The Eighth Plague: Locusts sent from the sky (against Seth – Egyptian God of Storms and Disorder)
Despite the plague of hail, Pharaoh would not listen to the message of the Lord, still he relies on his own Egyptian gods and goddesses.
The eighth plague issued by the Lord had an even greater purpose than all the previous ones, it was to be felt so that Pharaoh would tell even “his sons and son’s sons” the mighty things of the Lord, thus teaching even future generations of the power of the “strong hand of God” over all the other Egyptian gods and goddesses.
Moses and Aaron approached Pharaoh with the same request, “Let my people go so that they may serve me”, and pronounced the judgment of locusts if not heeded. This is the second wave of destruction to follow the hail, and whatever crops were left in tact after that display, were now completely consumed by the swarms of locusts that were unleashed from the sky. This wonder definitely affected their life source. By hitting them in their food supply, the Lord displayed the possibility of eminent death if a change of heart did not occur.
The Lord sent Moses back to Pharaoh to announce the next plague.
Then the Lord said to Moses, “Go to Pharaoh, for I have hardened his heart and the heart of his servants, that I may perform these signs of Mine among them, (Exodus 10:1, NAS)
Here the word for hardened is chabedh again, which means hard in the sense of refusing to budge. The Lord again says that He hardened the hearts of Pharaoh and his staff. He further stated the reason, which was in keeping with His Strategic Plan (Exodus 7:3-5). He hardened their hearts so He could perform His signs among them. The word sign is the Hebrew ‘oth, a sign or symbol. The signs, e.g. hail and locusts, have symbolic meaning. Later when they occur in history, Bible Doctrine can be applied using the same symbolic definitions to understand the divine viewpoint of history. Thus, the signs will provide keys for future generations to understand divine viewpoint of history.
And that you may recount in the hearing of your children and your grandchildren: How I made mincemeat of the Egyptians, and how I put My signs on them so you all may know that I, the LORD. (Exodus 10:2)
The Lord’s purpose was, furthermore, to make such an impressive news story that the Israelites would tell their grandchildren, which means passing the story down to future generations. The story would be so miraculous that it would be told to all future generations. The word for making mincemeat of is the Hebrew `alal, which means to make sport of; make hay of; romp on; publicly humiliate; abuse. It was used for public humiliation (making an ass of) of Balaam by his donkey (Numbers 22:29). It was used for abusing a woman (Judges 19:25). “How I put My signs on them,” is a reference to setting the Stage of Life. Knowing “that I, the LORD” means understanding the Lord’s superiority to all opposition from man or the Cosmic System of Satan.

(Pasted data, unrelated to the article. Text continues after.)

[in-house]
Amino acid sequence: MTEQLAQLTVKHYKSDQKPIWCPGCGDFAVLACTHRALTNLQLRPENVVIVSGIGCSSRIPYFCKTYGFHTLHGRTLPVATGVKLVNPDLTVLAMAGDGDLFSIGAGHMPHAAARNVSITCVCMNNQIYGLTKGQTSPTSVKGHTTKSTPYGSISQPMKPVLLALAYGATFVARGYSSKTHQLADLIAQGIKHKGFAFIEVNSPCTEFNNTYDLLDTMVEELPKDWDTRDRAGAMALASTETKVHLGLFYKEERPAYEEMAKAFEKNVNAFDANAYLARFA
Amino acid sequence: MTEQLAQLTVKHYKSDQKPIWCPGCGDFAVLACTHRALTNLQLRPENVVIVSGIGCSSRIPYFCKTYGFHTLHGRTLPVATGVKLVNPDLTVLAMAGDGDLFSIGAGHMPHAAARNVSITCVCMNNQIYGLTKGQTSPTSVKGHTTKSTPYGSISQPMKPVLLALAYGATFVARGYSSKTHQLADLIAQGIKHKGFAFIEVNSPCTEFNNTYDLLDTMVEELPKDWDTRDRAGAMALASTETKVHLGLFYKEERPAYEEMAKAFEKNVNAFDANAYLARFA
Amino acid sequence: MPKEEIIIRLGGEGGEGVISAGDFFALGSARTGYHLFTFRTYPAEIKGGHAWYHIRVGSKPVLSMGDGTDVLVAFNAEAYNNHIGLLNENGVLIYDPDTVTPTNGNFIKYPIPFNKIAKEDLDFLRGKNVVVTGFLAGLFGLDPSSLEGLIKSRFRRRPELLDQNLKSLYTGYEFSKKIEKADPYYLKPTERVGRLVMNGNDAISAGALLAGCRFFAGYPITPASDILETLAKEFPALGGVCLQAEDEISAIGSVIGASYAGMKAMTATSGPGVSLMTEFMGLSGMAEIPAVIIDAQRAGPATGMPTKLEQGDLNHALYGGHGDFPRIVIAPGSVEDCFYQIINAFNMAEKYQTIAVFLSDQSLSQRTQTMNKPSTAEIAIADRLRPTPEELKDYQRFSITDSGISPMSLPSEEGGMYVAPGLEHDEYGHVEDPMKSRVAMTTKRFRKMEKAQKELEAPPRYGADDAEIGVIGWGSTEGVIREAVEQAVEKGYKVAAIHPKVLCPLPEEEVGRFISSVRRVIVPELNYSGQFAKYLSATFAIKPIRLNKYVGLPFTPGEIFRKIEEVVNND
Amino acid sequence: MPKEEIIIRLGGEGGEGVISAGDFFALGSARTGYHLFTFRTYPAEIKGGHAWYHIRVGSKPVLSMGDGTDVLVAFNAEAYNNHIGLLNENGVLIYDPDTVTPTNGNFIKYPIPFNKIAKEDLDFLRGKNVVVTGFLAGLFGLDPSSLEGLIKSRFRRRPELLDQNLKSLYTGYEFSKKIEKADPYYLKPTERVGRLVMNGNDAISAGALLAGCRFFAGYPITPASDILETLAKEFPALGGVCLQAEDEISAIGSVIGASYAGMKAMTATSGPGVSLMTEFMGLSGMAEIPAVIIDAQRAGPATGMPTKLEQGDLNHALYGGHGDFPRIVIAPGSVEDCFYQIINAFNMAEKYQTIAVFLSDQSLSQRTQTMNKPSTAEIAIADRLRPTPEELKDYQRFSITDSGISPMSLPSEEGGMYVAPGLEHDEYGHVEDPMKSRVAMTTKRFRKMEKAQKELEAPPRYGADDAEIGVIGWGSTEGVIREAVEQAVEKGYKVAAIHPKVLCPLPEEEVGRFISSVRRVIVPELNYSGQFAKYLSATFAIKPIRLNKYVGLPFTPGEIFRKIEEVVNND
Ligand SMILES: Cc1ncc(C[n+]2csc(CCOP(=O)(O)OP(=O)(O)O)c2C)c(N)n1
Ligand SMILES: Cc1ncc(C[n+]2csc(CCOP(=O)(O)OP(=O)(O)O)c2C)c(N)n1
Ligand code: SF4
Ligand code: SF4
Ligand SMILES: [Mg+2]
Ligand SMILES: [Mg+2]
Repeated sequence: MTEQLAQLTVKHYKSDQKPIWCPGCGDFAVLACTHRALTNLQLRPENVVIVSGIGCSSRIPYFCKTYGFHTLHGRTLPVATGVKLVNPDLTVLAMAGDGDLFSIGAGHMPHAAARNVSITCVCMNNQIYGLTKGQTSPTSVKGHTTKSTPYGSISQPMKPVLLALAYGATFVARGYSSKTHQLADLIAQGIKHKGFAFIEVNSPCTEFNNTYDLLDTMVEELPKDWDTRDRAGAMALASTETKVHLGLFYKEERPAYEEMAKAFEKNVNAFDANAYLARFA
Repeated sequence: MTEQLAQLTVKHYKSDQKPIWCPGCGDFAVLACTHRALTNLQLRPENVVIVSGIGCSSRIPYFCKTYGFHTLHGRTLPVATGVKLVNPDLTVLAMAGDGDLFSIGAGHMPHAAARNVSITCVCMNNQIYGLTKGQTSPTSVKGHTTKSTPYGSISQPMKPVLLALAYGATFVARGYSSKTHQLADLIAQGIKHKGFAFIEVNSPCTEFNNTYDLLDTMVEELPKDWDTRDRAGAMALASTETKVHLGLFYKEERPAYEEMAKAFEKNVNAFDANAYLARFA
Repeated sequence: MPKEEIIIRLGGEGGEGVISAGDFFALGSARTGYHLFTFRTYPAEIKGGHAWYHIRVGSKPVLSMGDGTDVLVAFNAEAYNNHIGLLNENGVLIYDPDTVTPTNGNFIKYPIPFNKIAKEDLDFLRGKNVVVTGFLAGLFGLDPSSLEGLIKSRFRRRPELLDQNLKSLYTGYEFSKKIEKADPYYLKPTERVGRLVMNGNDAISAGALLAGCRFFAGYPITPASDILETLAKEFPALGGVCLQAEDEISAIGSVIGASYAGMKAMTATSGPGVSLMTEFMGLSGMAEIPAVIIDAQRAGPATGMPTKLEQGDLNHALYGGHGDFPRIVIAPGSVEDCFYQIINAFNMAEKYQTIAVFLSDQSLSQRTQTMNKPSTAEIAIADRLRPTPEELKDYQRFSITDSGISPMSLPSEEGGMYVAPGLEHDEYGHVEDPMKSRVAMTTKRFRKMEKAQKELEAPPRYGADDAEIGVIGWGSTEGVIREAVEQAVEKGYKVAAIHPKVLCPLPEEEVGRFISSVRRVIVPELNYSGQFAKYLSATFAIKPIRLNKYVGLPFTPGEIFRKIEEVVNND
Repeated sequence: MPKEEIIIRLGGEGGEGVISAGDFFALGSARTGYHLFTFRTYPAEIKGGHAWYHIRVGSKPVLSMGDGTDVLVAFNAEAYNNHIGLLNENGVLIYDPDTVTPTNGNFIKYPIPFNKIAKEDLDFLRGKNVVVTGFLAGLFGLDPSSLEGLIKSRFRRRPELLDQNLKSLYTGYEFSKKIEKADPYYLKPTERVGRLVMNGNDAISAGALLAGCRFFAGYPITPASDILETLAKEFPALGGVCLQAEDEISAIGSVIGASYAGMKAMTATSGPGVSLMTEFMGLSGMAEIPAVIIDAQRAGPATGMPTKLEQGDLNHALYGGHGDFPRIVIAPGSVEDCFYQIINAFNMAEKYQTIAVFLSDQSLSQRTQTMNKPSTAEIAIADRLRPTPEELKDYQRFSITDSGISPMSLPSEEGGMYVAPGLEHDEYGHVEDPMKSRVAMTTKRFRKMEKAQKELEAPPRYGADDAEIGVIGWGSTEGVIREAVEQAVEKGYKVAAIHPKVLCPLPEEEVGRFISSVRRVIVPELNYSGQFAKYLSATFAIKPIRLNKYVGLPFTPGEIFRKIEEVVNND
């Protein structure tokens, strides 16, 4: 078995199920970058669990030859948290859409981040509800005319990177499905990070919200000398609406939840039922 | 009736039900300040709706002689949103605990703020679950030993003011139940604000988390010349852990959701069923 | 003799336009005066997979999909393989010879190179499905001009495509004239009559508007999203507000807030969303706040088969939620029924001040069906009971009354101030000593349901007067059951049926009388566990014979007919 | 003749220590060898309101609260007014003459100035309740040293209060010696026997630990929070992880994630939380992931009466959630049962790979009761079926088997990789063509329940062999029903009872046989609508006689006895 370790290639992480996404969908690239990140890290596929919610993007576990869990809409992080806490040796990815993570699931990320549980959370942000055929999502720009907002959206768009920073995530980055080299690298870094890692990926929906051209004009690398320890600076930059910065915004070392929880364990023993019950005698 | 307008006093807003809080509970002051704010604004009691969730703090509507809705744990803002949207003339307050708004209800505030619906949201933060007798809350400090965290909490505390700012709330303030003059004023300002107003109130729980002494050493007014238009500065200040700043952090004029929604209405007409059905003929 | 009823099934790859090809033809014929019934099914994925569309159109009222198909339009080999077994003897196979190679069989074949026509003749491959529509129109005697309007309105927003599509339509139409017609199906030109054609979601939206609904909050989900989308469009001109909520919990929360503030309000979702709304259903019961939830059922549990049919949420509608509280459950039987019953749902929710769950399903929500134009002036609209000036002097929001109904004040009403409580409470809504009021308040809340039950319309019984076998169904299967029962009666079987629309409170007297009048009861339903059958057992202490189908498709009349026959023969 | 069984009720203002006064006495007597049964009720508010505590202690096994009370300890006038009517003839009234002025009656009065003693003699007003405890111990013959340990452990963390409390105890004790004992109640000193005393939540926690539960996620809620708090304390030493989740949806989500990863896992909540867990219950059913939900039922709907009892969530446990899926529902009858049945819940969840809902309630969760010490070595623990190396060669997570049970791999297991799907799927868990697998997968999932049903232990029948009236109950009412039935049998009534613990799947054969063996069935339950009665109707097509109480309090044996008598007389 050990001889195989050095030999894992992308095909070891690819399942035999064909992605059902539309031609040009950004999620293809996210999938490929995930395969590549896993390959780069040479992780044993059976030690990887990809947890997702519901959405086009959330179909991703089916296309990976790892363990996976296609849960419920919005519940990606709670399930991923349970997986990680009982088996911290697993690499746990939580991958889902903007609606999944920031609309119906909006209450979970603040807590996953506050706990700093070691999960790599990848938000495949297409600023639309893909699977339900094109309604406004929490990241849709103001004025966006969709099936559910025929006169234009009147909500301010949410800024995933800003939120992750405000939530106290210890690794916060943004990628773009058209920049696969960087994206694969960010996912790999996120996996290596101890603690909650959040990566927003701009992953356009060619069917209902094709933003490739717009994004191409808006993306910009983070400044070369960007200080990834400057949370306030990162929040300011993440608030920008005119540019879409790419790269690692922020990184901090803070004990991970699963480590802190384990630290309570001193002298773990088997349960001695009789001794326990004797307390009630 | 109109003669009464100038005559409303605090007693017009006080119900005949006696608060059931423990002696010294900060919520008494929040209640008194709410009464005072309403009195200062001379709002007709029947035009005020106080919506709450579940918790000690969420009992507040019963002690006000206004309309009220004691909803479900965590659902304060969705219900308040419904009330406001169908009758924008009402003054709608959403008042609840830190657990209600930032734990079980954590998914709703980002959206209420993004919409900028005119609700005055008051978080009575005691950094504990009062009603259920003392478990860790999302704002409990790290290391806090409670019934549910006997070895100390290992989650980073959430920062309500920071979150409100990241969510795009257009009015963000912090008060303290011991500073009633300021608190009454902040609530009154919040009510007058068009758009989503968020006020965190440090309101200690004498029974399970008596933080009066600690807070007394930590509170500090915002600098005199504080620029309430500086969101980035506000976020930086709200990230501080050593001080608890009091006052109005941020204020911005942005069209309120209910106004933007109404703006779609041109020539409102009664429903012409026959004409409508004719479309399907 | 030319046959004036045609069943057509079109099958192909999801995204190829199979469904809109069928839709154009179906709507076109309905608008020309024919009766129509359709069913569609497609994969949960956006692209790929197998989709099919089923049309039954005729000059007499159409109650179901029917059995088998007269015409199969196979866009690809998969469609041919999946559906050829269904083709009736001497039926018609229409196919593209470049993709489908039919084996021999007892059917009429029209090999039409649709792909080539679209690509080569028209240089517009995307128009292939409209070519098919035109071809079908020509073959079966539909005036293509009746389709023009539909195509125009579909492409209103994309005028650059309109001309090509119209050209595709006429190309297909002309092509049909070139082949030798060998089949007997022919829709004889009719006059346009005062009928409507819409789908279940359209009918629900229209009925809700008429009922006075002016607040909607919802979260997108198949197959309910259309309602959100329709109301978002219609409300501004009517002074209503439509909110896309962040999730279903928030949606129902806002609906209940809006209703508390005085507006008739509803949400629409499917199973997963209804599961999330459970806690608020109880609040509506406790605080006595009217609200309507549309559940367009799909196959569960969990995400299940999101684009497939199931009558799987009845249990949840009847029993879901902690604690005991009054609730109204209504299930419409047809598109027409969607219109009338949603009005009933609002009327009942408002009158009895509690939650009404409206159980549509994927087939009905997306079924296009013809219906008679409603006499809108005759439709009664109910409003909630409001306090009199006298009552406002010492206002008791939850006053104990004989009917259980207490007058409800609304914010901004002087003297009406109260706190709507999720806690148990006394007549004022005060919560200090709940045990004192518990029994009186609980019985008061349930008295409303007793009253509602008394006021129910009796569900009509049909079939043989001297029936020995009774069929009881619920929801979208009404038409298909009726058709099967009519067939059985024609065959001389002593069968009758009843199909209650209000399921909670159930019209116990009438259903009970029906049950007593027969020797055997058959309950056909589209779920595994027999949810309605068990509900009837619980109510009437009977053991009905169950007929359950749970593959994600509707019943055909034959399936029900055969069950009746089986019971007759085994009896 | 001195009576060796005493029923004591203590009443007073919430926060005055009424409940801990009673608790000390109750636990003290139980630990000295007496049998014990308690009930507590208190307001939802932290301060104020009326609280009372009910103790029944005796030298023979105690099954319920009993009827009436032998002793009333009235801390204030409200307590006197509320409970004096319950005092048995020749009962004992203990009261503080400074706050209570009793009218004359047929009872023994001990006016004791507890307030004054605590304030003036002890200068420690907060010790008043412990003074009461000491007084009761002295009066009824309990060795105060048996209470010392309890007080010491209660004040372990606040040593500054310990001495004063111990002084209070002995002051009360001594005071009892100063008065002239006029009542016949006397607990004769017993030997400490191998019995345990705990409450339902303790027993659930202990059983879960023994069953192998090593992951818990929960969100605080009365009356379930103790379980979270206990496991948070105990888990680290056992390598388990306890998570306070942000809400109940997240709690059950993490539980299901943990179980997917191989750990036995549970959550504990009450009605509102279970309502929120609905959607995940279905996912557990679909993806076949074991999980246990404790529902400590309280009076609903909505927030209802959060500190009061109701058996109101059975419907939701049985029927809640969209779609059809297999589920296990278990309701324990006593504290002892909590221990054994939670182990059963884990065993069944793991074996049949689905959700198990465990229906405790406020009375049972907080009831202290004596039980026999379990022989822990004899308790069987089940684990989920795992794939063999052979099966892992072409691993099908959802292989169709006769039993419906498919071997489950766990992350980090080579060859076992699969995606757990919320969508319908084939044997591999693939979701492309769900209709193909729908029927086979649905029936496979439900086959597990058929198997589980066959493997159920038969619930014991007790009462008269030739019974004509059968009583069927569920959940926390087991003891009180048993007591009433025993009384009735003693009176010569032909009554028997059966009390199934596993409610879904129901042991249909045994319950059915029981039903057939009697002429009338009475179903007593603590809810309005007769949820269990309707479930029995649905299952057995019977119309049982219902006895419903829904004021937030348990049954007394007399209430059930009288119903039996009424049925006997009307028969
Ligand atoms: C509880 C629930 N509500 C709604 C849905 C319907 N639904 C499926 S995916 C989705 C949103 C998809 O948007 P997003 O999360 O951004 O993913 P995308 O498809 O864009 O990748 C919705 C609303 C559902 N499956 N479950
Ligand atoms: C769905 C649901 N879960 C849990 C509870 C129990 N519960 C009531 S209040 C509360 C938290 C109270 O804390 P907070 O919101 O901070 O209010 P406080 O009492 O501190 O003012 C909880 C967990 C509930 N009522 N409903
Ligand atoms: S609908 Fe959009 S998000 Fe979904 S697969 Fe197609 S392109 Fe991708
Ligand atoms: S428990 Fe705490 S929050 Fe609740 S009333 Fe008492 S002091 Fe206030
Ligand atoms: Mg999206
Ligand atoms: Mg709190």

Moses and Aaron went to Pharaoh and said to him, “Thus says the Lord, the God of the Hebrews, ‘How long will you refuse to humble yourself before Me? Let my people go so they may worship Me.'” (Exodus 10:3)
Pharaoh in his arrogance has refused to humble himself before the Lord, which means he has rejected divine authority.
4 ‘For if you refuse to let My people go, behold, tomorrow I will bring locusts into your territory. 5 ‘And they will cover the eye of the earth, so that no one shall be able to see the land. They shall also eat the rest of what has escaped—what is left to you from the hail—and they shall eat every tree which sprouts for you out of the field.
The name for locusts is the Hebrew ‘arebeh, which means multiplier from the verb rabah, to multiply, become many. The “eye of the earth” is based upon the ancient idea that the earth with its covering of plants looks up to man (Numbers 22:5, 11). The locusts would eat all the plants left from the hail storm.
The names for locusts in the Bible are based upon their behavior. Joel covers four types of them:
The leftovers of the gnawer the multiplier ate, and the leftovers of the multiplier the licker ate, and the leftovers of the licker the devourer ate. (Joel 1:4)
The gnawer is gazam, the locust as the gnawer from gaza`, which means to cut off or saw in two in Arabic. Note: the Hebrew word gaza` is not the same as the name of the city of Gaza, which is the Greek equivalent of the Hebrew tsazah. The multiplier is arebeh, which means multiplier from the verb rabah, to multiply, become many. The licker is jeleq, which means licker; to lick, lick off. The devourer is chasil, which means devourer, from chasal, to finish off, consume.
‘Then your houses shall be filled, and the houses of all your servants and the houses of all the Egyptians, something which neither your fathers nor your forefathers have seen, from the day that they came upon the earth until this day.’” And he turned and went out from Pharaoh. (Exodus 10:6)
The plague will be the worst plague of locusts since creation.
Pharaoh’s servants said to him, “How long will this man be a snare to us? Let the people go so they may worship the LORD their God. Do you not yet realize that Egypt is destroyed?” (Exodus 10:7)
The members of Pharaoh’s staff made strong arguments for letting the Israelites go. They called Moses a snare to them. A snare, or trap, is used for trapping animals and is a symbol of destruction. They realized that Moses had forced them into a deadly combat in the confrontation with God that was destroying them. Following their appeals, Pharaoh had Moses and Aaron brought back.